(post #102084, reply #6 of 23)

You don't see many EIFS installs in the Seattle area, but stucco with a "Drivit" finish is popular. Our contractor uses the Stuccoflex brand for his top coat.

(post #102084, reply #7 of 23)

I don't know if I missed a serious change in the attitude towards "Dryvit" or not, but around here, houses that have "Dryvit" siding just DON'T sell.  One sat on the market for literally years until the absentee landlord had it resided with clapboard.  It then sold within a month.

"Dryvit" has gained(?) a lousy reputation around here, due to lousy installations and resulting water damage to the underlying structures.  I'm told that homeowners insurance is a little tough to get if you have a "Dryvit" house.

While stucco had a better reputation than "Dryvit", even stucco houses are feeling the effect of "Dryvit's" problems and potential purchasers are looking askance at any house with the "Dryvit" look.



(post #102084, reply #12 of 23)

You have not filled in your member profile (shame!), however in Northern New Jersey/ NYC area, Dryvit has become a no-sell, just as you have described.

Same experience, a co-workers nice home in a great neighborhood sat for a year in the hottest market ever, and then sold in a month after being stripped and stucco'd for real.

...that's not a mistake, it's rustic

...that's not a mistake, it's rustic

(post #102084, reply #10 of 23)

You might want to check to see if person in question has insurance that will cover damage insurance associated with EIFS.  My general liability specifically excludes coverage of EIFS.  Some homeowners policies also exclude EIFS related damage.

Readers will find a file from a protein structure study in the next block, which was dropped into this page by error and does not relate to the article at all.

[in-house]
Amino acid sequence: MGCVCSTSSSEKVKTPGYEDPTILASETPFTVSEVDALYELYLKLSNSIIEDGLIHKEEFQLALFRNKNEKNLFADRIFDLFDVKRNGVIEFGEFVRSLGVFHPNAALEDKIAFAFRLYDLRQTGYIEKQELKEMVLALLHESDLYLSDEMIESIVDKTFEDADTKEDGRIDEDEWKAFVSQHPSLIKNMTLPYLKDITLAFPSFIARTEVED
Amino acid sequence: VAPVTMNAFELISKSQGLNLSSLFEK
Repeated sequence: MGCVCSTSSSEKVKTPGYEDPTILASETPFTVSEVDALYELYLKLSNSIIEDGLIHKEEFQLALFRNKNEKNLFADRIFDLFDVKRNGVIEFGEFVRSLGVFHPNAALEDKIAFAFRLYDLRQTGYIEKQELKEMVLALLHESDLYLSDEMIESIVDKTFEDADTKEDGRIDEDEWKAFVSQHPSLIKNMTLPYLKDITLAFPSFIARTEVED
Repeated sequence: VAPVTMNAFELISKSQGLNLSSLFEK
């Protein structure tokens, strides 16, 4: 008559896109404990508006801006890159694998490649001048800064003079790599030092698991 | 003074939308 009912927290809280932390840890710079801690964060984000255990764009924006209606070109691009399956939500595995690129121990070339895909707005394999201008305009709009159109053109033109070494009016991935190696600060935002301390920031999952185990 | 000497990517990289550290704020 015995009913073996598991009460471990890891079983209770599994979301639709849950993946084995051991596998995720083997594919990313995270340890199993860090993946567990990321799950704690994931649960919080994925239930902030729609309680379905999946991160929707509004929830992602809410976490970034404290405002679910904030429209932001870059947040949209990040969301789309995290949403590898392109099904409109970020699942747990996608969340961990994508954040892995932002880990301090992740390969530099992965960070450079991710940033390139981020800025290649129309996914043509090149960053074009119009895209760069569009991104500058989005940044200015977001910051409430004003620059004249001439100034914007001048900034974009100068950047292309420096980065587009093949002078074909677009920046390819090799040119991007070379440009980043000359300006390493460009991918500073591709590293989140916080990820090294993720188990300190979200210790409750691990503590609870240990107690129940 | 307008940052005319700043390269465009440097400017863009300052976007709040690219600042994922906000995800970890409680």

(post #102084, reply #17 of 23)

Mine also... says so right on the introductory letter that comes with my renewal every year... no EIFS. As far as I know, Dryvit was the subject of some major lawsuits.

(post #102084, reply #11 of 23)

Traditional Stucco is a hardcoat system, usually felt, metal lath and

then the cement scratch and brown coats. That can be finished

with an elastomeric paint (to bridge cracks) or a troweled on finish with

texture. EIFS adds a layer of insulation which is encapsulated in the

cement basecoat with fiberglas mesh embedded. The cement is

polymer modified so that it can "flex". The finish coat is then troweled

over the surface. Most new systems include drainage to allow the

moisture out of the wall. Good flashing details are important.

Heres the flaw: Maintaining the caulk joints around windows and

doors. It doesn't happen. water gets in. At least the new

systems allow water out.  The added benefit of EIFS is the

extra insulation. I guess it depends on what part of the

country the house is if that is an advantage or not.

(post #102084, reply #13 of 23)

You hit the nail on the head in terms of maintaining sealant.  We're in the design stage right now for replaceing a 9 year old eifs job on a labopratory penthouse (8 stories up).  Nobody could maintain the caulk, and it's failing and leaking.  We're going back with an aluminum skin instead.

We've also had problems with the durability of the finish.  We have an apartment complex with lots of kids.  Read: Hocky sticks, baseballs, soccar balls, etc... It just can't hold up.  Even on commercial/retail you'll often see CMU or brick up a wall like 5' and then the eifs above that, because the stuff can get beat up and crappy pretty quick.

I'm a fan of real stucco, expecially the unpainted kind.  It seems like fairly maintenance free compared to wood siding

Ithaca, NY  "10 square miles, surrounded by reality"


(post #102084, reply #14 of 23)

Does anyone have any experience with something like dryvit or stuccoflex as a direct coating over CMUs? I have a project where we are taking down an old failing lime brick chimney and I'm wondering about rebuilding it with 4" CMUs with flush struck joints and then covering it with a thin textured color coat. I think dryvit makes a product specifically for direct application over CMUs and I would guess that others do as well. I trust my mason to do a nice flat job with the block laying.